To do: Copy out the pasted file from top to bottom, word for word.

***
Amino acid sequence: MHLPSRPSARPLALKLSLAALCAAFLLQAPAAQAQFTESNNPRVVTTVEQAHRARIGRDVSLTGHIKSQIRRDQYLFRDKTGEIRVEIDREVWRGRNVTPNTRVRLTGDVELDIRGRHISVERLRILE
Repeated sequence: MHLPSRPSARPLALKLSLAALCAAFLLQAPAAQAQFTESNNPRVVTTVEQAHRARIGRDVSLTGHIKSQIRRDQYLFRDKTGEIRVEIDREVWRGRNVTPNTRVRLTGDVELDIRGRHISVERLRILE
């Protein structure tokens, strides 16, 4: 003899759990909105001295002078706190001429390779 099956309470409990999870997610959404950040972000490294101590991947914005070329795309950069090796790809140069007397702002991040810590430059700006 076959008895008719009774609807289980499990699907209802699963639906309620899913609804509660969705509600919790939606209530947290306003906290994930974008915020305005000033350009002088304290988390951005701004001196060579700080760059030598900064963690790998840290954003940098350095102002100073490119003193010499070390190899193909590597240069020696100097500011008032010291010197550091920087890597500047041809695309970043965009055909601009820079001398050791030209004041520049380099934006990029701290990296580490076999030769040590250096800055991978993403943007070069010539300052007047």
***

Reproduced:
Amino acid sequence: MHLPSRPSARPLALKLSLAALCAAFLLQAPAAQAQFTESNNPRVVTTVEQAHRARIGRDVSLTGHIKSQIRRDQYLFRDKTGEIRVEIDREVWRGRNVTPNTRVRLTGDVELDIRGRHISVERLRILE
Repeated sequence: MHLPSRPSARPLALKLSLAALCAAFLLQAPAAQAQFTESNNPRVVTTVEQAHRARIGRDVSLTGHIKSQIRRDQYLFRDKTGEIRVEIDREVWRGRNVTPNTRVRLTGDVELDIRGRHISVERLRILE
């Protein structure tokens, strides 16, 4: 003899759990909105001295002078706190001429390779 099956309470409990999870997610959404950040972000490294101590991947914005070329795309950069090796790809140069007397702002991040810590430059700006 076959008895008719009774609807289980499990699907209802699963639906309620899913609804509660969705509600919790939606209530947290306003906290994930974008915020305005000033350009002088304290988390951005701004001196060579700080760059030598900064963690790998840290954003940098350095102002100073490119003193010499070390190899193909590597240069020696100097500011008032010291010197550091920087890597500047041809695309970043965009055909601009820079001398050791030209004041520049380099934006990029701290990296580490076999030769040590250096800055991978993403943007070069010539300052007047």